If there is one thing we’ve learned from the first two months of the season, it’s the AL East is probably the toughest division in the majors to handicap and try to predict a champion. Every team seems capable of both winning and losing the race, and there’s little separation between the top and bottom.
How do you explain a division where every team has spent at least five days in first place and no team has had a lead of more than four games? The current third-place team has by far the best run differential in the division, and the first-place team is less than two weeks removed from losing 10 games in an 11-game span.
What it all means that even the smallest statistical edge a team can gain over its rivals during the course of the season could be the difference between making the playoffs and playing golf in October.
Sure, a good rule in life is “don’t sweat the small stuff” — but in baseball, sometimes the “small stuff” can have a big impact on a team’s season.
Let’s take a look at one “small” weakness in the Yankees offense — a flaw that might end up only costing them a win or two, but could ultimately be a deciding factor in a division race that likely will come down to the final days of the season.
Although the Yankees have tried to inject some much-needed youth and speed into lineup over the past few years, they still have the oldest average batters’ age in the major leagues this season (31.7 years old).
And, while those aging bats have largely been productive and healthy this season (hooray for 35-year-old Mark Teixeira and 39-year-old Alex Rodriguez!), one consequence of putting them in the lineup every day is that the team’s baserunning has suffered somewhat.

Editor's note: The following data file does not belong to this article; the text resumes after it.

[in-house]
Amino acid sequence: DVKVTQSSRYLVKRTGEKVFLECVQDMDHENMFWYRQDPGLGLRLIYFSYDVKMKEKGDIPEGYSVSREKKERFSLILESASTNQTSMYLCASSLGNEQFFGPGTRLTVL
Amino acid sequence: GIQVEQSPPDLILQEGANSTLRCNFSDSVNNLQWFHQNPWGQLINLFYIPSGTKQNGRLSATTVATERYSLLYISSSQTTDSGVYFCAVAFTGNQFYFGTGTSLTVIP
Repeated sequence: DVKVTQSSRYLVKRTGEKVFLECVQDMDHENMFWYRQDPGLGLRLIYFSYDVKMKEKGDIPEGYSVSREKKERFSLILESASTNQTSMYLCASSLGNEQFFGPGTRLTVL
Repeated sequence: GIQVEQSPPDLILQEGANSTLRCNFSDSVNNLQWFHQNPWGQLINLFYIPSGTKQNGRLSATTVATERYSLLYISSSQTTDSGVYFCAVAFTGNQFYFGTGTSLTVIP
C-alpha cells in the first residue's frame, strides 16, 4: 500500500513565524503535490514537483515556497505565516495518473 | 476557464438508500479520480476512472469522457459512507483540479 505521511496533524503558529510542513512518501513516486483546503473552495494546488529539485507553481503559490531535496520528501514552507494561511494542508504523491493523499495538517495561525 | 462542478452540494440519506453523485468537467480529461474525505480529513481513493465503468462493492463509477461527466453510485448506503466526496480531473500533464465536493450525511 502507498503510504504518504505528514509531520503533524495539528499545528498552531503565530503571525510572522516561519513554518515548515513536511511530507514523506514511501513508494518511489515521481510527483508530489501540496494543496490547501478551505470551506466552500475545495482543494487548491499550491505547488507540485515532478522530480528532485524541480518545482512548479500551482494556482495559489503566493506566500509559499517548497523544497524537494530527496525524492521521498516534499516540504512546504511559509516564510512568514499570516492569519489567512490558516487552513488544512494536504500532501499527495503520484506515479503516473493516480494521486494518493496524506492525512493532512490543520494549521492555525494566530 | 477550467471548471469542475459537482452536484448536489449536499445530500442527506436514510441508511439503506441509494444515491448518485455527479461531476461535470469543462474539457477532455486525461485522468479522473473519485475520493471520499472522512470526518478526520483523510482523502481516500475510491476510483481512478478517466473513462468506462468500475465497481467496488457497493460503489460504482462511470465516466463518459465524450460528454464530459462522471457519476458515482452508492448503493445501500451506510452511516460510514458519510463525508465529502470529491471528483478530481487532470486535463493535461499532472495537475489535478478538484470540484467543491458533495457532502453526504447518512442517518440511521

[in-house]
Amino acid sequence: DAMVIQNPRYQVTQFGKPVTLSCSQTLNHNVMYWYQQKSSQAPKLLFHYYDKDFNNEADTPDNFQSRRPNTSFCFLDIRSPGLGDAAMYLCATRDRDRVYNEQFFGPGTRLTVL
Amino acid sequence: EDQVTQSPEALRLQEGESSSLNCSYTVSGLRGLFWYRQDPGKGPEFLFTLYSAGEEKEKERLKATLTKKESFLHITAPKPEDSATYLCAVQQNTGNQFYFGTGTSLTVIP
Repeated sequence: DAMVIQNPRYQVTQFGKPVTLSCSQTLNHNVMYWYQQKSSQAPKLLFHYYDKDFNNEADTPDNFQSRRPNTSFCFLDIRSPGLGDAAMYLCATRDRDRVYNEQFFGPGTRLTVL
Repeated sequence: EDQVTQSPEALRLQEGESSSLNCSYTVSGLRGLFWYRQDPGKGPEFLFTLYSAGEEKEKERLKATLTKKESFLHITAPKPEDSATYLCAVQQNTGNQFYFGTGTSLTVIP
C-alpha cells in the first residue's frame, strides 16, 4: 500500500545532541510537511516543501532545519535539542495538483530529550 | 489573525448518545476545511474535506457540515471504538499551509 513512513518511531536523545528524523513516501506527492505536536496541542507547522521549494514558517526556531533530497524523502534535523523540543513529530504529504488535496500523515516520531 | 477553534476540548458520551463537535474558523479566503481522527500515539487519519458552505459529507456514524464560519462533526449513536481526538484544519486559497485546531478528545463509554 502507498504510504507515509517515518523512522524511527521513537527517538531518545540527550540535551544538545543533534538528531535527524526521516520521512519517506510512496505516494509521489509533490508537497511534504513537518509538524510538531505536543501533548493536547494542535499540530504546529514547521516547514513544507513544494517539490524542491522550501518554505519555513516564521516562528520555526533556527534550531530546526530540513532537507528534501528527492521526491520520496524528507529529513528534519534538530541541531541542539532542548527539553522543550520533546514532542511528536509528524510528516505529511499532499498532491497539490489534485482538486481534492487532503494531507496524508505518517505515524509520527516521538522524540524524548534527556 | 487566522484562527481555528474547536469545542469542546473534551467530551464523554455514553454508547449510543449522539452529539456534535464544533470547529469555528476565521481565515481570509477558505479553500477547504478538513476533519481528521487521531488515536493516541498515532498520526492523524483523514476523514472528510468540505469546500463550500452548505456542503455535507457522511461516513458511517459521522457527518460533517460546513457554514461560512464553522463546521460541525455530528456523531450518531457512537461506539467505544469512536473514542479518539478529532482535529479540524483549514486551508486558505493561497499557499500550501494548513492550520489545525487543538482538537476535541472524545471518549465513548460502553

There are several aspects of baserunning — it’s not just about stealing bases, it also includes advancing on outs and taking the extra base on a hit. While the Yankees are above-average compared to the rest of the league in the first two components, they are among the worst teams in taking the extra base on a hit.
Per data at baseball-reference.com, the Yankees have taken an extra base — i.e. advancing more than one base on a single or more than two bases on a double — just one-third of the time. The only team with a lower rate this season is the White Sox (31 percent).
The biggest culprits on the Yankees are no surprise, with the lead-footed Mark Teixeira at the bottom, taking an extra-base on just six percent (!) of his opportunities. (MLB average: 40 percent.)
The Yankees also rank 27th in the majors in Baseball Prospectus’ Hit Advancement Runs metric, which estimates the number of runs above/below average that a baserunner contributes by advancing (or not advancing) on the basepaths via singles and doubles.
According to the stat, this “small” weakness has cost them 3.2 runs in 54 games this season. While that number might seem inconsequential now, it adds up to approximately 10 runs — equal to one crucial win — over the course of a 162-game season.
And that one win might end being the difference between first and second place in the AL East, the majors’ most competitive and up-for-grabs division race in 2015.